How to Plan the Perfect Crime
Writing about heists makes for an interesting approach to romance novel research. Instead of studying the seating arrangements of England’s nobility in the eighteenth century, I look at blueprints to discover how to quickly get in and out of buildings. Instead of creating detailed worlds based on mythology, I design elaborate escape plans using explosions and sleights of hand.
It’s a lot of fun, to be honest. Like historical romance authors who get to “live” in the time period of their choosing while still enjoying indoor plumbing and Starbucks, I get all the fun of being a criminal without those pesky side effects like going to prison.
Although every break-in my jewel thief heroine undertakes is a little bit different, most of her crimes follow the same basic format.
Step One: Create a Distraction
It doesn’t matter if the distraction is one you create (like the lights going down in a jewelry store) or one you take advantage of (like a crowd gathering to watch a performance)—the most important thing to start your crime off right is a departure from the norm. Anything that throws people off their game is going to give you an advantage.
Step Two: Find a Way In
Penelope Blue is a contortionist, so her way into buildings is often through air ducts, elevator shafts, and other tight spaces. If flexibility isn’t your thing, you’ll need to find another way to access your goal. This might mean explosions, safe-cracking, boring holes through walls, or even simply walking in under the guise of someone else.
Step Three: Secure the Item
Diamonds, money, a hostage in a high-risk scenario—it doesn’t matter what you’re after so long as you have a way to secure it. I tend to gravitate toward stealing jewelry because it’s so much more portable than cash or bricks of gold. You can technically fit a million dollars of U.S. currency inside the average-sized microwave oven, but if you’re fleeing in a hurry, that kind of weight can really drag you down.
Step Four: The Retreat
Of all the tasks to plan, retreat is the most difficult. By this time, there’s a good chance someone has noticed the theft and is on their way to stop you. Not only do you have to get out with the goods, but you have to extract your team and all evidence that might link you to the theft. A fast good getaway driver is a must.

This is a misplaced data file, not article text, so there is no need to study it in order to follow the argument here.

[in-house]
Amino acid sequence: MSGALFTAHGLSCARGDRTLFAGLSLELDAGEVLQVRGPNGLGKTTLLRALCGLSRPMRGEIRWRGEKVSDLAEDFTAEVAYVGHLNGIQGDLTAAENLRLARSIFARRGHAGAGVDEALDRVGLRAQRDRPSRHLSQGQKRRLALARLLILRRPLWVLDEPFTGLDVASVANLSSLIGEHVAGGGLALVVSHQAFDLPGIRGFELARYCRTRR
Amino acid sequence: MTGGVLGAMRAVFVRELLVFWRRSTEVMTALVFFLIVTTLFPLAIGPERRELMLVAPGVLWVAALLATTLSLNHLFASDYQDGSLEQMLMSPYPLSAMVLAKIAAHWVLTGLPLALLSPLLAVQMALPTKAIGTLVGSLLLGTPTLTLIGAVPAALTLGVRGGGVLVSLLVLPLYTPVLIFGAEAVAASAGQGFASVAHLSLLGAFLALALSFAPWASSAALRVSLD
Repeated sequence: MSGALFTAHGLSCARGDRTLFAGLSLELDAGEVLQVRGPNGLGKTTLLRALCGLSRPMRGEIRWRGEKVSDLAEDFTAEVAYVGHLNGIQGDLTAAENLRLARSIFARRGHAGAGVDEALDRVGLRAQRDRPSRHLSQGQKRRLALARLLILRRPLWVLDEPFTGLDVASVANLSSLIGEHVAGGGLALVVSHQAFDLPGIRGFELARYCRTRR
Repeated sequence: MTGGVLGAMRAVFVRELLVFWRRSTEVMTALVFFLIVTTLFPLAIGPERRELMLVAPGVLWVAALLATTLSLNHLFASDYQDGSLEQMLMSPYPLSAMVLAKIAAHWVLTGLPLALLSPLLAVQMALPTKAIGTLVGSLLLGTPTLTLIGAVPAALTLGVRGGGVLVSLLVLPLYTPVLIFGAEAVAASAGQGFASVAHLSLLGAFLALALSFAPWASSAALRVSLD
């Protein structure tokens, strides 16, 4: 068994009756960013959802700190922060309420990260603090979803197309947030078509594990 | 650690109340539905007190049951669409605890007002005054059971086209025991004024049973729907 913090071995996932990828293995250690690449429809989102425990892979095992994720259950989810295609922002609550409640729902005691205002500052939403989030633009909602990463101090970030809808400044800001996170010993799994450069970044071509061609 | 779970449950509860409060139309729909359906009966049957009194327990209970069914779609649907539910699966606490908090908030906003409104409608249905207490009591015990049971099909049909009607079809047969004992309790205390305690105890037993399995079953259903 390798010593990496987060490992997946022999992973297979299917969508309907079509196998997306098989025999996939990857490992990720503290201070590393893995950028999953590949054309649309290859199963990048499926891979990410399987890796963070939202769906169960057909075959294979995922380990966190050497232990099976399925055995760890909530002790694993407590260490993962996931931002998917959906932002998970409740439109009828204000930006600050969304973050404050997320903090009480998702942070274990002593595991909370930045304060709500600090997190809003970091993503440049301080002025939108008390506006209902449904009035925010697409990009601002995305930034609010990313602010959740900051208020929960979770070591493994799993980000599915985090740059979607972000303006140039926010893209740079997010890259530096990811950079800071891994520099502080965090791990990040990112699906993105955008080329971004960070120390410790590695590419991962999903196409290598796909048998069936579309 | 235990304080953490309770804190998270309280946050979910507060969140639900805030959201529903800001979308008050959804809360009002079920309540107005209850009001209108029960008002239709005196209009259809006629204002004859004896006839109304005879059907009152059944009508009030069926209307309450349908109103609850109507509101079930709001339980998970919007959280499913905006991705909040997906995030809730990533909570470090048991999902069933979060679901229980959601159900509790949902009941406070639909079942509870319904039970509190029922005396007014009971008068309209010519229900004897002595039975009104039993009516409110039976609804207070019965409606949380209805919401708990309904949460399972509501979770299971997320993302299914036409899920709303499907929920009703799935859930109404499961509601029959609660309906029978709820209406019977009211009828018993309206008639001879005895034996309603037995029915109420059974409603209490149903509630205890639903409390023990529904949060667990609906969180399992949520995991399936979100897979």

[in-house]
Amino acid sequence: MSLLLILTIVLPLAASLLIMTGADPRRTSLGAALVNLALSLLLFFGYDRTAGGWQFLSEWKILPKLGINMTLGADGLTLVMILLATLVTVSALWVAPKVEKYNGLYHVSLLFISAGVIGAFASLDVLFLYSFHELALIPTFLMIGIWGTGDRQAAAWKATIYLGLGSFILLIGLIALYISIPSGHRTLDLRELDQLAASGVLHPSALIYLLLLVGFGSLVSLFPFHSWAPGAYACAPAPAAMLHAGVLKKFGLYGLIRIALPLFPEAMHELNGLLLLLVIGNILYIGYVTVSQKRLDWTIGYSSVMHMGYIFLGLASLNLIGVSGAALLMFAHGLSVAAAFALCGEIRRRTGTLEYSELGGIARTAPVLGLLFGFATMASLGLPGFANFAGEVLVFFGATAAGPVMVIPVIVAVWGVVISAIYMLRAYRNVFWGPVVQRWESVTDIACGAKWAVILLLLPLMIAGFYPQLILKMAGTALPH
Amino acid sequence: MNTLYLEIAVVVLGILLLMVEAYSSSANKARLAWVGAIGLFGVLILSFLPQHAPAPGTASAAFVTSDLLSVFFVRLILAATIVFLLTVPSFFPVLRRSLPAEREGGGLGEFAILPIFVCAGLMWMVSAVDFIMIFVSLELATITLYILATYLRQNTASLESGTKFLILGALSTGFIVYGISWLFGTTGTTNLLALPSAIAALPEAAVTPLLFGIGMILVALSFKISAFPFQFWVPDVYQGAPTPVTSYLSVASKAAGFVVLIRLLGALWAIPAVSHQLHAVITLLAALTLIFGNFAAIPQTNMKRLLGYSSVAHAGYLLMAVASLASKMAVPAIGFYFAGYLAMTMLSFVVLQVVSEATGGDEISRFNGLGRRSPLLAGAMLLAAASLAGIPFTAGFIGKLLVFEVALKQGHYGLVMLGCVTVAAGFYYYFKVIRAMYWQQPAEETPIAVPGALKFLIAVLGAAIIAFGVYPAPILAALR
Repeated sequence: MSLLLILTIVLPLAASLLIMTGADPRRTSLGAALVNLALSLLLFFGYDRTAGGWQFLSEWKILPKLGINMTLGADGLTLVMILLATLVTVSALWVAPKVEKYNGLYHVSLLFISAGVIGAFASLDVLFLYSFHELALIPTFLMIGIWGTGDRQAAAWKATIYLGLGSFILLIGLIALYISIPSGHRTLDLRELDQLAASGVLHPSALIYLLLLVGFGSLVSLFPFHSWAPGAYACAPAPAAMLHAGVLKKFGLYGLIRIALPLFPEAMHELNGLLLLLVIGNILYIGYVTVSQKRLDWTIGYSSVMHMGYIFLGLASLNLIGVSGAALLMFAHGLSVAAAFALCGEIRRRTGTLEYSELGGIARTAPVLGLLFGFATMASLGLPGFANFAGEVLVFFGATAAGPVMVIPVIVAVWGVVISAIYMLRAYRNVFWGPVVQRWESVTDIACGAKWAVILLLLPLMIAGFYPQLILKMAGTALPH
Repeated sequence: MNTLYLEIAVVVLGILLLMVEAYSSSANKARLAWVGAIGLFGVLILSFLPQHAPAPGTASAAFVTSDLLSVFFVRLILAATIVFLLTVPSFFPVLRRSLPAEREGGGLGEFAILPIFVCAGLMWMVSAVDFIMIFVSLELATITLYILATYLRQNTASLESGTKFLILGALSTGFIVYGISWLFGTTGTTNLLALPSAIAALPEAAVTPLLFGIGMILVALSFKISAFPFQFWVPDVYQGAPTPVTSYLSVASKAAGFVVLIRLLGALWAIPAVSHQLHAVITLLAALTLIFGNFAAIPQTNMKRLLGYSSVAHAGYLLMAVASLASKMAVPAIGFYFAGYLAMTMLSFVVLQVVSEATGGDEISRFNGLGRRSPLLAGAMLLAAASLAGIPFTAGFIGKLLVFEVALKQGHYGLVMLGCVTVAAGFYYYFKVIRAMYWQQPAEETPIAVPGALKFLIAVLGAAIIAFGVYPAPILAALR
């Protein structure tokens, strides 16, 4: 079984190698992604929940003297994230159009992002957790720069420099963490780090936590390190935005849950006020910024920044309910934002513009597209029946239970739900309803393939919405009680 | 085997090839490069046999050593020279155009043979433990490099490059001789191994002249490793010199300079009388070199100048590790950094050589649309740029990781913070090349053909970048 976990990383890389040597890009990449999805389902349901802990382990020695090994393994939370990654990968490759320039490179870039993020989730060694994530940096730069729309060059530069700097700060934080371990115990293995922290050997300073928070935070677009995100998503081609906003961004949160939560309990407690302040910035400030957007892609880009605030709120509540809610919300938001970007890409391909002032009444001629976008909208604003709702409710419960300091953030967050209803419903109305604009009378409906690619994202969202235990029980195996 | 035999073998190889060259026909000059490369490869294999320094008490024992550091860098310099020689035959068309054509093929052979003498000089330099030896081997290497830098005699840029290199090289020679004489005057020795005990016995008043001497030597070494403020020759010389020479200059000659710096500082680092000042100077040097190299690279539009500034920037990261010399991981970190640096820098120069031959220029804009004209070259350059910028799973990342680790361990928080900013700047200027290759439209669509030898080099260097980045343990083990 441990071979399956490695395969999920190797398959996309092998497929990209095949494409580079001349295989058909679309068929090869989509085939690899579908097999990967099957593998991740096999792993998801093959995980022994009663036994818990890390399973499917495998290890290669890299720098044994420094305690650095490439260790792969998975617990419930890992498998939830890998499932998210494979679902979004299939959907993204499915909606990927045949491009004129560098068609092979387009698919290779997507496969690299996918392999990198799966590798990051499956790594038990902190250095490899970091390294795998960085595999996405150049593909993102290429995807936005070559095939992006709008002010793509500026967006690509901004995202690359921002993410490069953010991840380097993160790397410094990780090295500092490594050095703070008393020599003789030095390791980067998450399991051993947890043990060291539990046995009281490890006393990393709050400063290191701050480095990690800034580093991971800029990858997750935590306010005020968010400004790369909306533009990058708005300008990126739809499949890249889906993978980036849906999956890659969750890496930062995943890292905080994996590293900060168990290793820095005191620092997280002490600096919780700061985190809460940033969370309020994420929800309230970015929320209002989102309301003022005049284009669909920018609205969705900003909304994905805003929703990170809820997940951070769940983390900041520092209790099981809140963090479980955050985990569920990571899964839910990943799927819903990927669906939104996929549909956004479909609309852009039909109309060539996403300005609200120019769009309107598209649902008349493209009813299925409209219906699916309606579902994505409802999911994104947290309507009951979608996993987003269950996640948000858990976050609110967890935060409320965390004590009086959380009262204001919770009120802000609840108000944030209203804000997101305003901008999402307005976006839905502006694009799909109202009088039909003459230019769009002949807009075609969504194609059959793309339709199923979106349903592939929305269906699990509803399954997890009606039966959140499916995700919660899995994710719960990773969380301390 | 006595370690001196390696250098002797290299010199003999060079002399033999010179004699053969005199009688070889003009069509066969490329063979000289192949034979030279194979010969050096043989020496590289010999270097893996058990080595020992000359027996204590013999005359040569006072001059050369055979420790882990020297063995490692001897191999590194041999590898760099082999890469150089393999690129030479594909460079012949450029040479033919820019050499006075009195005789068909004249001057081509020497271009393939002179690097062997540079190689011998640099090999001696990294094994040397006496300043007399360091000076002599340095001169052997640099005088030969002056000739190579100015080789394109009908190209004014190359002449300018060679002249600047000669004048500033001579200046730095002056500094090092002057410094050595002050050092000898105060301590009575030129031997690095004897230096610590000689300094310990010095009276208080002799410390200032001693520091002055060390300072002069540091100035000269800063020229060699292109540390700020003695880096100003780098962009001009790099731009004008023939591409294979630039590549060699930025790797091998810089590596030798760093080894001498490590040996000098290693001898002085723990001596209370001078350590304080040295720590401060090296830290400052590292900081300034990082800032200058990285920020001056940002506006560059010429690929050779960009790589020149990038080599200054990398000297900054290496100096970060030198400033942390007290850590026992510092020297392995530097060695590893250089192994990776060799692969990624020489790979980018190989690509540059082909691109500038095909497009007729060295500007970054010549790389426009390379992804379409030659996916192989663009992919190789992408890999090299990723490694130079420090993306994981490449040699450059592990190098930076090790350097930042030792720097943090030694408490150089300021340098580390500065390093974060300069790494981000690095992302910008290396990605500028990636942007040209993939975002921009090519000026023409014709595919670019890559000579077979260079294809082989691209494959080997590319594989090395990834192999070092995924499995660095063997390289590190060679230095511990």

The complexity of the crime can build from there, especially if you want to keep your jewel thief on her toes. I like to throw in bad guys, technological glitches, communication errors…and husbands who work for the FBI. That last one can really throw a wrench in your plans.
Series: Penelope Blue (Book 1)
Publisher: Sourcebooks Casablanca (March 7, 2017)
Genre: Romantic Suspense
Buy: Amazon, Kindle, IndieBound, The Book Depository
I'm a wanted jewel thief.
What's that saying? Keep your friends close…and your husband closer.
Being married to a federal agent certainly has its perks.
1. I just love the way that man looks in a suit.
2. This way I always know what the enemy is up to.
Spending my days lifting jewels and my nights tracking the Bureau should have been a genius plan. But the closer I get to Grant Emerson, the more dangerous this feels. With two million dollars' worth of diamonds on the line, I can't afford to fall for my own husband.
It turns out that the only thing worse than having a mortal enemy is being married to one. Because in our game of theft and seduction, only one of us will come out on top.
Good thing a cat burglar always lands on her feet.
Thanks to the publisher I have one (1) copy of Stealing Mr. Right to give away.
Giveaway open to residents of the US only.
Giveaway ends on March 31st
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Winner will have 48 hours from the time of notification to confirm their win or another winner will be chosen.
Tamara Morgan is a contemporary comedy romance author. Ninety-nine percent of her information comes from television, movies, books, and all other pop culture activities that limit the amount of time she has to spend in polite company.
Her long-lived affinity for romance novels survived a B.A. degree in English Literature, after which time she discovered it was much more fun to create stories than analyze the life out of them. She lives with her husband and daughter in the Inland Northwest, where the summers are hot, the winters are cold, and coffee is available on every street corner.
Tamara loves to participate in reader conversations, blog tours, and the occasional venture into public, so feel free to drop her an email at tamaramorganwrites (at) gmail (dot) com.